UCLA law school joins exodus from US news rankings as movement grows

  • Law school is the first outside of the top 14 to stop participating in the influential rankings
  • Chicago, NYU, Virginia, Penn and Cornell are the only “T-14” law schools that have yet to break with US News

(Reuters) – The University of California at the Los Angeles School of Law on Tuesday became the first law school outside of the so-called T-14 top US law schools to break US News & World Report’s annual ranking.

Without “significant and meaningful changes” to the ranking methodology, interim law dean Russell Korobkin said in a letter on UCLA Law’s website that it would not participate this year — a move that could prompt lower-ranked schools to follow suit follow.

“I think more dominoes are definitely going to fall,” said admissions advisor Anna Ivey, a former dean of admissions at the University of Chicago Law School.

UCLA is now ranked 15th by US News, but moved up to 14th for a year in 2021.

As of Wednesday, nine of the T-14s — which relate to law schools, which consistently rank among the top 14 in US news — have said they will no longer provide internal data used in the rankings, citing their unwanted influence on school decision-making. Yale led the exodus, followed by law schools at Harvard, Berkeley, Georgetown, Columbia, Stanford, Michigan, Duke, and Northwestern Universities.

As of Tuesday, the law schools at the University of Chicago, New York University, the University of Pennsylvania, the University of Virginia and Cornell University were the only remaining T-14 schools that had not publicly parted ways with the rankings. Representatives from each of these schools either declined to comment or did not respond to requests for comment on their plans.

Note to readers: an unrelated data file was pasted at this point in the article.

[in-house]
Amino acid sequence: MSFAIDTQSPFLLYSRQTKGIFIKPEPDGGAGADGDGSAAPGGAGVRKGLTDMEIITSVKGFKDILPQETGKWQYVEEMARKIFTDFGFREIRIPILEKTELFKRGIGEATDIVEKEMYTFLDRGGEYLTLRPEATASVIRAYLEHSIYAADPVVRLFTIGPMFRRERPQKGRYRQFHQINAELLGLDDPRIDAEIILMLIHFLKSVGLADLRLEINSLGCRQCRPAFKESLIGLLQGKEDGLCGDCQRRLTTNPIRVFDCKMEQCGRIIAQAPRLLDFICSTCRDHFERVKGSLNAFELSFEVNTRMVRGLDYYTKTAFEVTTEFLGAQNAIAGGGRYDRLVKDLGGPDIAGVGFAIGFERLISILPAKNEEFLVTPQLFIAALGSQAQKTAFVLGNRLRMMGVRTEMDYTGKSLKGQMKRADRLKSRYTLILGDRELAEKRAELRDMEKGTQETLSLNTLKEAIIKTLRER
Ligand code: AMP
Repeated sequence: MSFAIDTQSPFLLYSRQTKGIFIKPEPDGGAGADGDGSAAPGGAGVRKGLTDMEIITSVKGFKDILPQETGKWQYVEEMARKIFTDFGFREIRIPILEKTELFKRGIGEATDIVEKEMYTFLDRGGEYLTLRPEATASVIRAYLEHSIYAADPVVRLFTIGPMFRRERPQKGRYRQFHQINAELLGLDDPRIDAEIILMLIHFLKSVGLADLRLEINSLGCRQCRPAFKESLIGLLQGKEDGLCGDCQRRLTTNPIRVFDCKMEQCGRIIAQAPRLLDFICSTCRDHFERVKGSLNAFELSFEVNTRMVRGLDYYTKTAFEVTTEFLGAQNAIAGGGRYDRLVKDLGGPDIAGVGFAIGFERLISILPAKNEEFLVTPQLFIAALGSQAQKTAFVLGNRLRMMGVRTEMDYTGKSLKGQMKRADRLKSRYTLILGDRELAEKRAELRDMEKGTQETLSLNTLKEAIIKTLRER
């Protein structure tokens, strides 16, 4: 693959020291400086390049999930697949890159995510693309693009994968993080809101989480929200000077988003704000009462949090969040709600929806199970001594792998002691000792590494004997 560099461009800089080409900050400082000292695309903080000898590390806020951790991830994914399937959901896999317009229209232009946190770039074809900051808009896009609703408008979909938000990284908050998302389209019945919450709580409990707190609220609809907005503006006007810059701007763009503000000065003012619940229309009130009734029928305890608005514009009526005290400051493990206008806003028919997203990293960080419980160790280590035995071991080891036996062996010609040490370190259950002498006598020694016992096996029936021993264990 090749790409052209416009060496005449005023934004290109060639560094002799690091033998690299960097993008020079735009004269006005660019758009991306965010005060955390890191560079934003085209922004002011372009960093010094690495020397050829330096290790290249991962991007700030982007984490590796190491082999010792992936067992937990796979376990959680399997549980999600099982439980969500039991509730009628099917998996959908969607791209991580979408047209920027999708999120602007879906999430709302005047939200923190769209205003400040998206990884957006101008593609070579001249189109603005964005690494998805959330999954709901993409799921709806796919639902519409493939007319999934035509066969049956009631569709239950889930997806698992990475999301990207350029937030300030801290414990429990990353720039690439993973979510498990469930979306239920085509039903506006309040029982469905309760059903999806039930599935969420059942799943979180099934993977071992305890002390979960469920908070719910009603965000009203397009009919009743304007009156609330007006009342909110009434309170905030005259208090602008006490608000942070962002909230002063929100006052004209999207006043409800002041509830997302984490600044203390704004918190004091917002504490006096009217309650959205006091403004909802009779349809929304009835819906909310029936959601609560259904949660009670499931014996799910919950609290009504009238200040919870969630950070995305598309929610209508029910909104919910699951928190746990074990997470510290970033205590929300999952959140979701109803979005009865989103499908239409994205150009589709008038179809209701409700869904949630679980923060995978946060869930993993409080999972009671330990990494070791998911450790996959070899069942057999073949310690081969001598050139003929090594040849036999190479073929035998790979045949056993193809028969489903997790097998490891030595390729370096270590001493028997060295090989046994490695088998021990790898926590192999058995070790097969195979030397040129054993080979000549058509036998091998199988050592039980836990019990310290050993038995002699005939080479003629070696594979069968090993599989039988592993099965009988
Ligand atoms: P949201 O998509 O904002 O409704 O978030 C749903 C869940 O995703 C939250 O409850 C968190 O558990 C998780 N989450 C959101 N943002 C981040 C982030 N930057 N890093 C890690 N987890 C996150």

US News had no immediate comment on the UCLA law ending its participation. It has said it will continue to rank all law schools accredited by the American Bar Association, though it hasn’t made clear how it will consider proprietary data schools don’t want to share. This data includes spending per student and average graduate debt.

School rankings are also based on reputation surveys completed by legal scholars and practicing attorneys, publicly available data prepared by the American Bar Association on admission test results for incoming law school students, and base grades, passing rates, and employment status of University graduates.

The deans of the boycotting law schools said the ranking penalizes schools whose graduates are pursuing public-interest jobs or advanced degrees, while rewarding those that spend more on students and raise tuition.

Lawyers have also argued that the rankings overemphasize LSAT scores and grade point averages for students, prompting schools to offer merit-based grants rather than need-based support.

“The rankings perversely reward schools for spending more and passing the cost on to their students, without regard to the value of the spending — a trait that also structurally disadvantages public schools, which tend to spend less and charge less than private schools .” wrote UCLA’s Korobkin.

Continue reading:

Law schools face the “biggest jolt” in decades with the LSAT rule change and US news exodus

Law schools at Yale and Harvard shun influential US news rankings

US News will continue to evaluate law schools as Georgetown and Columbia join the boycott

Our standards: The Thomson Reuters Trust Principles.

Karen Sloan

Thomson Reuters

Karen Sloan reports on law firms, law schools and legal businesses. You can reach her at [email protected]

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